An Officer May Have Driven His Van Around Flooded Road Barriers, Killing Two Detained Mental Health Patients
Deputies tried to rescue the women "for a long period of time," but were unable to open the door as floodwaters rose rapidly, officials said.
The law enforcement officer behind the wheel of the van overtaken by floodwaters Tuesday in South Carolina, killing two women who were being transported to a mental health facility, may have driven around barriers, the local sheriff said.
The Horry County Sheriff's Office was transporting the two women from facilities in Conway — just north of Charleston along South Carolina's coast — to a hospital farther inland when the vehicle came across a flooded roadway, Sheriff Phillip Thompson said.
The vehicle was traveling west on Highway 76 in Marion County around half a mile from the Little Pee Dee River when it was swept away.
When asked by a reporter if the deputy driving the van drove around a barrier before being submerged, Thompson said, "It can be assumed that he did."
"It hasn't been confirmed to me that they did [drive around barrier]," Thompson said. "But here's my question. There are barriers there. It can be assumed that he did. Once we find out for sure we need to ascertain why they did."
The sheriff added that deputies have access to information on all road blockages and closures, as well as checkpoints.
A map of road conditions on the South Carolina Department of Transportation website indicates that as of Wednesday, Highway 76 in Marion County — where the incident took place — is closed in both directions.
Representatives for the Department of Transportation, the South Carolina Emergency Management Division, and the South Carolina Law Enforcement Division did not tell BuzzFeed News when that portion of the highway was closed.
The two deputies tried to rescue the women "for a long period of time," but were unable to open the door as floodwaters rose rapidly, Thompson said, adding that there was one door for the section of the van in which the victims were located.
“They got out and tried to open the van to get the ladies out,” Thompson said. “They were unable to do so. I’m not sure if it was the way the van was positioned, against a guardrail, or if it was pressure from the water, but unfortunately, they were not able to get the van doors open and get the ladies out.”
By the time first responders arrived at the scene, the van had been completely submerged and the deputies were rescued from the top of the vehicle.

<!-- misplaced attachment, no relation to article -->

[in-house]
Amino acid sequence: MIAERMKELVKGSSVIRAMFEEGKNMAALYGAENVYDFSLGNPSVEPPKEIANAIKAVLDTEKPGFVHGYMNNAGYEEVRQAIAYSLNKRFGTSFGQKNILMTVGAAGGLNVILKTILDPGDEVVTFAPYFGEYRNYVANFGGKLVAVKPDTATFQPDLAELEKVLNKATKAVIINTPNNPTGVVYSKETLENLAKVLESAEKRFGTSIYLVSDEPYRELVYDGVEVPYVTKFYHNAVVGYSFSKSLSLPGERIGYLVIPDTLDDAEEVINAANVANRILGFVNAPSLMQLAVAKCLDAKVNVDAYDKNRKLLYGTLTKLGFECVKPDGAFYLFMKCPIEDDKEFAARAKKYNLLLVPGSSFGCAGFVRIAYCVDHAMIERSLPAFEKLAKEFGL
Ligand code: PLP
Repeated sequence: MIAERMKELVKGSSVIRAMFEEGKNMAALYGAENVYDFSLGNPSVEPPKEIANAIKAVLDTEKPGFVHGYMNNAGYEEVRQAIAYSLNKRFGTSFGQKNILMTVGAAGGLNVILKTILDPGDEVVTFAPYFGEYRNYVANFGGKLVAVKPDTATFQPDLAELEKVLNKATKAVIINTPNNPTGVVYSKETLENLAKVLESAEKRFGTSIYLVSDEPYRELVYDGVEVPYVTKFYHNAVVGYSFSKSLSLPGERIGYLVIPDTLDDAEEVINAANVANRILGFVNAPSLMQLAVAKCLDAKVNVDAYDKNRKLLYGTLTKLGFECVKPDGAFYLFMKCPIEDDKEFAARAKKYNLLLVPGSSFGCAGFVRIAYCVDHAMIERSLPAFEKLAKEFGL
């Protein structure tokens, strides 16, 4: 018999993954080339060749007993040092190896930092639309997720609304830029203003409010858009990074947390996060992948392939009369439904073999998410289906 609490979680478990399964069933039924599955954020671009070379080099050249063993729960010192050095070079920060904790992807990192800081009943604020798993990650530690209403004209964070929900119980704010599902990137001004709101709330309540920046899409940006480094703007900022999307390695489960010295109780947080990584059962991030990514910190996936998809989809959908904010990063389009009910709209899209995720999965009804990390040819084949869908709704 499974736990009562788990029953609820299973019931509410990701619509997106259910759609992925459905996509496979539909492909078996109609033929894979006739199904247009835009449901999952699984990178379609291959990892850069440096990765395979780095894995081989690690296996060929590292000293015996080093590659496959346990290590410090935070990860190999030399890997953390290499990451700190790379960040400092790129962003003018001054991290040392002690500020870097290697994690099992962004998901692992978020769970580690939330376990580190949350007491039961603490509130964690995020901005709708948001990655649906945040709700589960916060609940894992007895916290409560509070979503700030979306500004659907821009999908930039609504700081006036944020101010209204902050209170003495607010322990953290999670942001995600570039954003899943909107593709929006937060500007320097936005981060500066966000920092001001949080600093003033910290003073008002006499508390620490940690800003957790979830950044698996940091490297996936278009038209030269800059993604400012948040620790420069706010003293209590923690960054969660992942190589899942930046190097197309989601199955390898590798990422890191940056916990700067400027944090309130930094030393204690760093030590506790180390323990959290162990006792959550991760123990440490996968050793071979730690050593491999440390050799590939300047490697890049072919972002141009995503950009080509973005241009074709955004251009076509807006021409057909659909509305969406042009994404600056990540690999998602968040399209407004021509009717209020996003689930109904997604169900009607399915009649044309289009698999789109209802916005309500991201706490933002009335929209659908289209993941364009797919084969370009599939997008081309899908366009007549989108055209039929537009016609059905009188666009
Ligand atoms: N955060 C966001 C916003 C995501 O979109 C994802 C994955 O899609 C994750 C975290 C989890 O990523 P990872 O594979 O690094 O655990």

Thompson identified the two deputies as Joshua Bishop and Stephen Flood. They have been placed on administrative leave. Flood is a 10-year veteran of the department, and Bishop has been with the agency for six years.
Rescue divers finally recovered the submerged vehicle Wednesday evening after an extensive search involving multiple agencies. The bodies will be taken to Charleston for an autopsy, according to the Marion County Coroner.
The victims were earlier identified as Wendy Newton, 45, and Nicolette Green, 43. Officers had a court order to transport the women from the Waccamaw Center for Mental Health and a Loris mental health facility to centers in Darlington and Lancaster.
Green's family issued a statement demanding answers.
"Why did the deputies drive through flooded waters?" the statement reads. "What happened to 'Turn Around. Don’t Drown'? Gross negligence has robbed two families of their loved ones. We want those who are responsible to be held accountable. These women were not inmates or criminals. They were women who voluntarily sought help. They trusted the hospitals and the sheriff deputies with their lives and that trust was abused. We want answers."
Green was the mother of three living children and had one child who died from bone cancer. She had had depression for the last 20 years, her sister wrote on Facebook.
"Our only comfort is that we know she is in Heaven with her son and that she is now at peace," she wrote.
It is standard protocol in South Carolina for law enforcement officers to carry out the transfer. The Sheriff's Office said deputies escorted 1,200 mental health patients last year, traveling up to 40,000 miles.
"In the State of South Carolina, when an individual has been duly certified by a physician as posing an imminent risk of harm to him or herself by virtue of mental illness and is subject of an involuntary emergency admission, by law such individuals are transported by law enforcement to whichever designated hospital has agreed to admit him or her," a statement from the state's Department of Mental Health states.
Thompson said he does not believe the women were restrained in the back of the vehicle.
"In a situation like this, if they are not combative or having issues, and I understand they were not, so the possibility is they weren't but I don't know for sure ... but I don't think so," he said.
Thom Berry, the spokesperson from the South Carolina State Law Enforcement Division, later confirmed the women were not handcuffed or shackled.
Thompson added that there are three investigations into the incident being conducted by the South Carolina Law Enforcement Division, South Carolina Highway Patrol, and an internal investigation by the Horry County Sheriff's Office.
Wendy Newton’s name was misspelled in an earlier version of this post.